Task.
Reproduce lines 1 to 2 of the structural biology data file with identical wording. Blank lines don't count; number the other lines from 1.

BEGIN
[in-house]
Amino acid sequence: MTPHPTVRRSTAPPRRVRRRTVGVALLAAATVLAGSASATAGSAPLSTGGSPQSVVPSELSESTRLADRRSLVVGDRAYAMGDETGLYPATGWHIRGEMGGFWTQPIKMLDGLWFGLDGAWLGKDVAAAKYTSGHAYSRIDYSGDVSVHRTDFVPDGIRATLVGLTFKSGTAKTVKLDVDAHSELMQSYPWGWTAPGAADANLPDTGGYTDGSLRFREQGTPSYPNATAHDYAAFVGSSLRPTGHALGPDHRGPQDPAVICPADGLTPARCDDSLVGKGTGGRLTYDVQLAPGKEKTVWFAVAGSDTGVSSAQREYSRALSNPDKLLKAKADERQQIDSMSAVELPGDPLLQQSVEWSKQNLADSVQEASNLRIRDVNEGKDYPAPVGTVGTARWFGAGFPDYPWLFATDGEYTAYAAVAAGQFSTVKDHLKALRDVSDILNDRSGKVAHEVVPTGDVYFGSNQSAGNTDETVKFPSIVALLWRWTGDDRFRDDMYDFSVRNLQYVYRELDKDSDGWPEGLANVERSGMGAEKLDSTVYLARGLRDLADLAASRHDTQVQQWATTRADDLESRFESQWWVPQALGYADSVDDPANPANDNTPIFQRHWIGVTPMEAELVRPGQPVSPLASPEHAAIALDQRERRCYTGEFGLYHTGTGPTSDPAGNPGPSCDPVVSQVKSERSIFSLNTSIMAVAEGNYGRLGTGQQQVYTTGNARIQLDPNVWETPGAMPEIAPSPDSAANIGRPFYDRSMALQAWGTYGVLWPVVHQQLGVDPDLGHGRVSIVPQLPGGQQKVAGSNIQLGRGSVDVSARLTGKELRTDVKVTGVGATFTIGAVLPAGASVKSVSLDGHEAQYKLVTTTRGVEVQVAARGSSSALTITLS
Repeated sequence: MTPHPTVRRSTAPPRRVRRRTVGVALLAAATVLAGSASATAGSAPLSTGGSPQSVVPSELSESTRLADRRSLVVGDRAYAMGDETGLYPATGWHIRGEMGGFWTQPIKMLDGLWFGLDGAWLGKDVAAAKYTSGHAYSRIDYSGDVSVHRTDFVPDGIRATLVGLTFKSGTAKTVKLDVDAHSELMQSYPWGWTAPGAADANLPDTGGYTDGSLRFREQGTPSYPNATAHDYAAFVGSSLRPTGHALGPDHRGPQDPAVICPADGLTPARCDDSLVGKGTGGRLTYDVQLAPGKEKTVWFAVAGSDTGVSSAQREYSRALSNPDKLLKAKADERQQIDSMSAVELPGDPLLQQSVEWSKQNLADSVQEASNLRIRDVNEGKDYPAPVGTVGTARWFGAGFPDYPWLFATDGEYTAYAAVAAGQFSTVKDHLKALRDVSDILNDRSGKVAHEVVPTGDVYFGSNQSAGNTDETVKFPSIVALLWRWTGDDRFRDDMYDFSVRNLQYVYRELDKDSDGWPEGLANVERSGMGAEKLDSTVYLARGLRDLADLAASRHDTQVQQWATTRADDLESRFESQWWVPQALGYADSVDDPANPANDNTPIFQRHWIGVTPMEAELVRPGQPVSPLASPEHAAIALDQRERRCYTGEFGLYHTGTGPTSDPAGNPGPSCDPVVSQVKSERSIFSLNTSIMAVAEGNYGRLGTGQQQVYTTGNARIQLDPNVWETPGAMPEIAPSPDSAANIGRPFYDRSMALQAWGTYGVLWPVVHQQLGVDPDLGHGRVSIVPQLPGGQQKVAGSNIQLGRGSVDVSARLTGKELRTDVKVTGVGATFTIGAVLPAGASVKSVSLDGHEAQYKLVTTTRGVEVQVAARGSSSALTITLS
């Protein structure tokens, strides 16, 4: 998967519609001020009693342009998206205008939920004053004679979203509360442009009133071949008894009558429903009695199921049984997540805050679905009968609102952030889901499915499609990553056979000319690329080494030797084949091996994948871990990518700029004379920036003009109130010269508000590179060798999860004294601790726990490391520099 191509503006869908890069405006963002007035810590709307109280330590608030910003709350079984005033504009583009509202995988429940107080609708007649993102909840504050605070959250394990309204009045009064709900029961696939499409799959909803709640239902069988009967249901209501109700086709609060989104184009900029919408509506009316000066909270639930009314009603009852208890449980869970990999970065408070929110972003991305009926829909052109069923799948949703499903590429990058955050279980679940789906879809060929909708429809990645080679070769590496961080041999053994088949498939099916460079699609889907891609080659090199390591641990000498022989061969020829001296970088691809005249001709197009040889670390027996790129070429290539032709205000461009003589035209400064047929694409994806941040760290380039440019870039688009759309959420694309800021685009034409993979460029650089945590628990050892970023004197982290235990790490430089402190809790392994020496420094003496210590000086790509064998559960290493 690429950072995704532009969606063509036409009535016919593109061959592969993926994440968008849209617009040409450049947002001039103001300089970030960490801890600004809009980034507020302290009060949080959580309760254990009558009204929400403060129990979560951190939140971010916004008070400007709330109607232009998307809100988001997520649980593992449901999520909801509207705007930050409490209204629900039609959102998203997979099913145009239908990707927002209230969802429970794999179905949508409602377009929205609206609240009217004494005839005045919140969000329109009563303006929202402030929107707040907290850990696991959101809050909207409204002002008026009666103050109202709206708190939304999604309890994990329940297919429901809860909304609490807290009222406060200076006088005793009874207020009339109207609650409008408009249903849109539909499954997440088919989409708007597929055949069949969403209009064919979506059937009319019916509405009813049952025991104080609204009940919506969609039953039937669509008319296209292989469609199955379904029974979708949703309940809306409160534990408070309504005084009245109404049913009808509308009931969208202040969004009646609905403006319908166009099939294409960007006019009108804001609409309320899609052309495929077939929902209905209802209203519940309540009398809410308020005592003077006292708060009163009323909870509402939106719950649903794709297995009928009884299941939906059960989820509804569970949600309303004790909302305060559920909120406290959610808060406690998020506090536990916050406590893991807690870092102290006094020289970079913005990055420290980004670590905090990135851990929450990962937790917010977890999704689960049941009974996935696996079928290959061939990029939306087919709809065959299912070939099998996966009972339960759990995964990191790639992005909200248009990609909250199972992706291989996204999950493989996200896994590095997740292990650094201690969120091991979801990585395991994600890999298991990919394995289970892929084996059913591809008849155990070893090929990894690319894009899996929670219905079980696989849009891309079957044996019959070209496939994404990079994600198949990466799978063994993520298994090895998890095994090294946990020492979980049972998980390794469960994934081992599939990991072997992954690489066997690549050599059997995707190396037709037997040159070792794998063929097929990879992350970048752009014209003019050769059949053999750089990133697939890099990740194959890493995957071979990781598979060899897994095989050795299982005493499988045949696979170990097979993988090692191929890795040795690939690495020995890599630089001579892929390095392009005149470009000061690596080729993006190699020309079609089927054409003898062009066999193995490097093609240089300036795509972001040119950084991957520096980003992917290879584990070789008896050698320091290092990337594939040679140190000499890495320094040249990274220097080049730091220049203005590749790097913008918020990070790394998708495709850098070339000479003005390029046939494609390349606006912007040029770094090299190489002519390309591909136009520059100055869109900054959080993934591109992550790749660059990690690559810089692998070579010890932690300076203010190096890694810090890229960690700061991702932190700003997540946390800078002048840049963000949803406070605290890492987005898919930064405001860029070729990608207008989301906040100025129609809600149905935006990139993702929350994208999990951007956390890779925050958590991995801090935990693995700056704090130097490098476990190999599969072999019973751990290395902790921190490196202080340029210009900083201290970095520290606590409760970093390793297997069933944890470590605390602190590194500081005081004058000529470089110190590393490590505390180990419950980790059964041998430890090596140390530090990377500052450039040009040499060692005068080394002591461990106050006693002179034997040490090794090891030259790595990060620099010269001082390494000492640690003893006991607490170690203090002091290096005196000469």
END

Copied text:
[in-house]
Amino acid sequence: MTPHPTVRRSTAPPRRVRRRTVGVALLAAATVLAGSASATAGSAPLSTGGSPQSVVPSELSESTRLADRRSLVVGDRAYAMGDETGLYPATGWHIRGEMGGFWTQPIKMLDGLWFGLDGAWLGKDVAAAKYTSGHAYSRIDYSGDVSVHRTDFVPDGIRATLVGLTFKSGTAKTVKLDVDAHSELMQSYPWGWTAPGAADANLPDTGGYTDGSLRFREQGTPSYPNATAHDYAAFVGSSLRPTGHALGPDHRGPQDPAVICPADGLTPARCDDSLVGKGTGGRLTYDVQLAPGKEKTVWFAVAGSDTGVSSAQREYSRALSNPDKLLKAKADERQQIDSMSAVELPGDPLLQQSVEWSKQNLADSVQEASNLRIRDVNEGKDYPAPVGTVGTARWFGAGFPDYPWLFATDGEYTAYAAVAAGQFSTVKDHLKALRDVSDILNDRSGKVAHEVVPTGDVYFGSNQSAGNTDETVKFPSIVALLWRWTGDDRFRDDMYDFSVRNLQYVYRELDKDSDGWPEGLANVERSGMGAEKLDSTVYLARGLRDLADLAASRHDTQVQQWATTRADDLESRFESQWWVPQALGYADSVDDPANPANDNTPIFQRHWIGVTPMEAELVRPGQPVSPLASPEHAAIALDQRERRCYTGEFGLYHTGTGPTSDPAGNPGPSCDPVVSQVKSERSIFSLNTSIMAVAEGNYGRLGTGQQQVYTTGNARIQLDPNVWETPGAMPEIAPSPDSAANIGRPFYDRSMALQAWGTYGVLWPVVHQQLGVDPDLGHGRVSIVPQLPGGQQKVAGSNIQLGRGSVDVSARLTGKELRTDVKVTGVGATFTIGAVLPAGASVKSVSLDGHEAQYKLVTTTRGVEVQVAARGSSSALTITLS